Here's Where You Can Visit The House From The Brady Bunch

While many millennials did not witness the original run of "The Brady Bunch" sitcom, most of us watched reruns of the show on Nick at Nite during the 1990s. As a refresher, "The Brady Bunch" TV series ran from 1969 to 1974 and consisted of nearly 120 episodes, according to IMDb

The TV-PG-rated, 30-minutes-long sitcom remains a fan favorite in many American households and has viewers across social backgrounds. "The Brady Bunch" also helped to cinematically normalize blended families by showcasing the experiences of a widow and widower who shared six children between them. Created by Sherwood Schwartz, the show starred Robert Reed, Florence Henderson, and Ann B. Davis, via IMDb. 

And as House Digest regularly explores, many famous homes in the United States share aesthetically pleasing architectural elements and broader film and TV origin stories. These film and TV origin stories inspire scores of visitors to stop by the properties in person for inspiration and a fantastic photo opportunity. Previous art-based real estate examples that people visit include Sam's house from "Sixteen Candles," the famous loft from "New Girl," and the Brentwood, California-based, ivory-hued, colonial house that regaled viewers of "The Fresh Prince of Bel-Air."

The Brady Bunch house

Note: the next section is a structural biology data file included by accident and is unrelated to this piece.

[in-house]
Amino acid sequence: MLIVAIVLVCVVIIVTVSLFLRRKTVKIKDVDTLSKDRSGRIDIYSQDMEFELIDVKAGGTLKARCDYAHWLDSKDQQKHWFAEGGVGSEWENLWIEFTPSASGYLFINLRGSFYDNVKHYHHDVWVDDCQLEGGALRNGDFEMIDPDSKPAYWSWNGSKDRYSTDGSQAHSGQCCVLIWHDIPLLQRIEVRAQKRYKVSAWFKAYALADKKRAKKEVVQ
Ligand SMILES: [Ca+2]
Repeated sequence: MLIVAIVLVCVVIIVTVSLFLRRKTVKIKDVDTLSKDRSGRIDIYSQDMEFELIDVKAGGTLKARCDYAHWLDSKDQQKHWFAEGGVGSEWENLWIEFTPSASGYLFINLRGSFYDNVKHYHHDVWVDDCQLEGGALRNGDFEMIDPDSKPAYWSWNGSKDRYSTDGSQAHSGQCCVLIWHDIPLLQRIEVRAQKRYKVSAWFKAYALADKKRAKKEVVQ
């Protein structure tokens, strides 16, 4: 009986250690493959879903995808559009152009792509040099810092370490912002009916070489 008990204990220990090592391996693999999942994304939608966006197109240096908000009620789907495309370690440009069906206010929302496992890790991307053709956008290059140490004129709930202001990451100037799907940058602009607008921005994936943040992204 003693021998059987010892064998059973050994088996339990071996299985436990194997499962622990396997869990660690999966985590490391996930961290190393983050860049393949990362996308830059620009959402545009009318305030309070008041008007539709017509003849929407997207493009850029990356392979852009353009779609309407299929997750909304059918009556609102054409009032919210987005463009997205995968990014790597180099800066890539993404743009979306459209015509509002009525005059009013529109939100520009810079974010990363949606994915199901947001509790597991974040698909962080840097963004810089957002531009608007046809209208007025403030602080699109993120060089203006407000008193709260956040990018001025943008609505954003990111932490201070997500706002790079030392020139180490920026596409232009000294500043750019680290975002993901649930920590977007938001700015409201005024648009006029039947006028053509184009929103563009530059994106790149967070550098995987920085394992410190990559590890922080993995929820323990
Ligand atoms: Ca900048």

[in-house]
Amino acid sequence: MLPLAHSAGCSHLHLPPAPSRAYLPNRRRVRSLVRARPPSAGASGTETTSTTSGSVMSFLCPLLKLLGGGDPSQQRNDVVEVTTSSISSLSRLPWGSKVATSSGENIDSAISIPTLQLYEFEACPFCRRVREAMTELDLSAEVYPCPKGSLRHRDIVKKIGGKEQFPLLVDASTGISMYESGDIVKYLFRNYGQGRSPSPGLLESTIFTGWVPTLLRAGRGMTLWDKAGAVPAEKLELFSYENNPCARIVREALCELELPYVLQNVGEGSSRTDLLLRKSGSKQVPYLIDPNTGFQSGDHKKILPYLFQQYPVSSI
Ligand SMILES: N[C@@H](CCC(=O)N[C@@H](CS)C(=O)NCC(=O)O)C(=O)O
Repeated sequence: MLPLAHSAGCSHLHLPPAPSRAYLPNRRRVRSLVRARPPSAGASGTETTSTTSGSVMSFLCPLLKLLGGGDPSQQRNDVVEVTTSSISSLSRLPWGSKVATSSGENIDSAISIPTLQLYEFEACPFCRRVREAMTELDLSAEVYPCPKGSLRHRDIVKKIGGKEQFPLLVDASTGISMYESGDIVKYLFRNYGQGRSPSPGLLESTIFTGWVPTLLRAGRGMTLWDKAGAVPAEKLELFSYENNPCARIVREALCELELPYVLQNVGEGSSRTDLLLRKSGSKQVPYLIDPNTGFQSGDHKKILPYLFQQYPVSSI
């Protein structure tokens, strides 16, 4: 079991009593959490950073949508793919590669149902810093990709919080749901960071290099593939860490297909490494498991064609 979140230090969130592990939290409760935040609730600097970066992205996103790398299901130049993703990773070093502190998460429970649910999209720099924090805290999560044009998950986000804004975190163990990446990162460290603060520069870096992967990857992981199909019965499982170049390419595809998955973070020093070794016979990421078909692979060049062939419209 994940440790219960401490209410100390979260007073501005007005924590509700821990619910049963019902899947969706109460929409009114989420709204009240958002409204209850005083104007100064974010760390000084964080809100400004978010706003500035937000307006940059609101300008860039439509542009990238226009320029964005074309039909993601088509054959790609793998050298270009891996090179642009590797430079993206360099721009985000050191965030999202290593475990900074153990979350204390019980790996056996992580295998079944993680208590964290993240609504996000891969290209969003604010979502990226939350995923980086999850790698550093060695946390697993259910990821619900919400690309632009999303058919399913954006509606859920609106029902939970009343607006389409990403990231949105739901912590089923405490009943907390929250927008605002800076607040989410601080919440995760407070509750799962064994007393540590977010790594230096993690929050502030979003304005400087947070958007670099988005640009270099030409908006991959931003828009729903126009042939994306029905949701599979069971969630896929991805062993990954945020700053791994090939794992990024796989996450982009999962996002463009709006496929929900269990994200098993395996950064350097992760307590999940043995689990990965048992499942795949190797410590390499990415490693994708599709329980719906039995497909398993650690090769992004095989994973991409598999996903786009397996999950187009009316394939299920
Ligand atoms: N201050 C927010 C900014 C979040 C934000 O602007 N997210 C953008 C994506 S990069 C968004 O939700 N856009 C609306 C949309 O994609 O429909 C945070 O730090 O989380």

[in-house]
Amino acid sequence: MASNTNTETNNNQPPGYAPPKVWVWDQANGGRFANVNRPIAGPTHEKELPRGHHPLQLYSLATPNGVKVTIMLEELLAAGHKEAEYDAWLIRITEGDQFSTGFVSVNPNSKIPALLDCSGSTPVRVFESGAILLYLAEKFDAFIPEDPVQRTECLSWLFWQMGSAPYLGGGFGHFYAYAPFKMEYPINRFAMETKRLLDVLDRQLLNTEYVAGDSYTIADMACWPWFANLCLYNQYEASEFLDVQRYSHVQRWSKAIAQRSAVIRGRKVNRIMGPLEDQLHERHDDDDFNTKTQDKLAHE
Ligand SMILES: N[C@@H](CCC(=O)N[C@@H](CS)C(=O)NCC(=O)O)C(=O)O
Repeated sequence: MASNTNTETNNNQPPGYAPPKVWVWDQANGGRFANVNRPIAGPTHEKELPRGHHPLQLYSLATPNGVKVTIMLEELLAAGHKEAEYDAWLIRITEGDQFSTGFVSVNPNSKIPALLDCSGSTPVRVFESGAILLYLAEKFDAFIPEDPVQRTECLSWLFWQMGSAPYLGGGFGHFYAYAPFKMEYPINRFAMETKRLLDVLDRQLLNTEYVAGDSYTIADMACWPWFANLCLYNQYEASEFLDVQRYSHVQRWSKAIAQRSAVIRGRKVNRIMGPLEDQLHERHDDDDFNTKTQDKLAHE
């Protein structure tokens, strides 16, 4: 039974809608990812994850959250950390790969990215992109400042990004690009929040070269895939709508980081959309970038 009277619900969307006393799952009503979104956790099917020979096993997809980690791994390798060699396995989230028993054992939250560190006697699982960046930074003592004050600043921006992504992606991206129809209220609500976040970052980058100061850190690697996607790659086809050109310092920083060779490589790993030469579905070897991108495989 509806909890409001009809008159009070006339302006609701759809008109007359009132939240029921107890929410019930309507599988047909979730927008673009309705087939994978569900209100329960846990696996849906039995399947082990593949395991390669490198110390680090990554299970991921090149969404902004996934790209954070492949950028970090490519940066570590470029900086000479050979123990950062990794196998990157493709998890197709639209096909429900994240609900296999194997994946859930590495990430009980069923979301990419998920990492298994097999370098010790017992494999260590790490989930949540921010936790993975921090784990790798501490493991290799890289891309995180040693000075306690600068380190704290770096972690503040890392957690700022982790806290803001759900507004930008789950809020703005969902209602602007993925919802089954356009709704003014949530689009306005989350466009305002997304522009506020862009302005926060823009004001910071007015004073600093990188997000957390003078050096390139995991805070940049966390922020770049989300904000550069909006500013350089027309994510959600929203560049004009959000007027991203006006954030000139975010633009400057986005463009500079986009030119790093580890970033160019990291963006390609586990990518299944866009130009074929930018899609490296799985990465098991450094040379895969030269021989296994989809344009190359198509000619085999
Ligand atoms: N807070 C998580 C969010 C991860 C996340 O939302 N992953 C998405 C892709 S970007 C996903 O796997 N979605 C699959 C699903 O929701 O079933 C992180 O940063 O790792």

Visitors who want to stop by "The Brady Bunch" house can prepare to appreciate the ranch-style home beloved by many sitcom viewers. Ranch-style homes can reflect the 1950s architectural sensibilities or the 21st century modernization, as Better Homes & Gardens explored. Typically, they are structurally versatile and have an open concept floorplan, sliding glass doors, and a low-pitched roofline with wide eaves. 

According to House Beautiful, this home is the second most photographed property in the United States. The first-place position, and rightly so, goes to 1600 Pennsylvania Avenue, better known as the White House. As they reported further, HGTV launched a show entitled "A Very Brady Renovation" connected with the famous house. For the modern HGTV show, experts transformed a house into a replica of the actual home used in the sitcom. The renowned sitcom house address is 11222 Dilling Street in Studio City, California, 91602.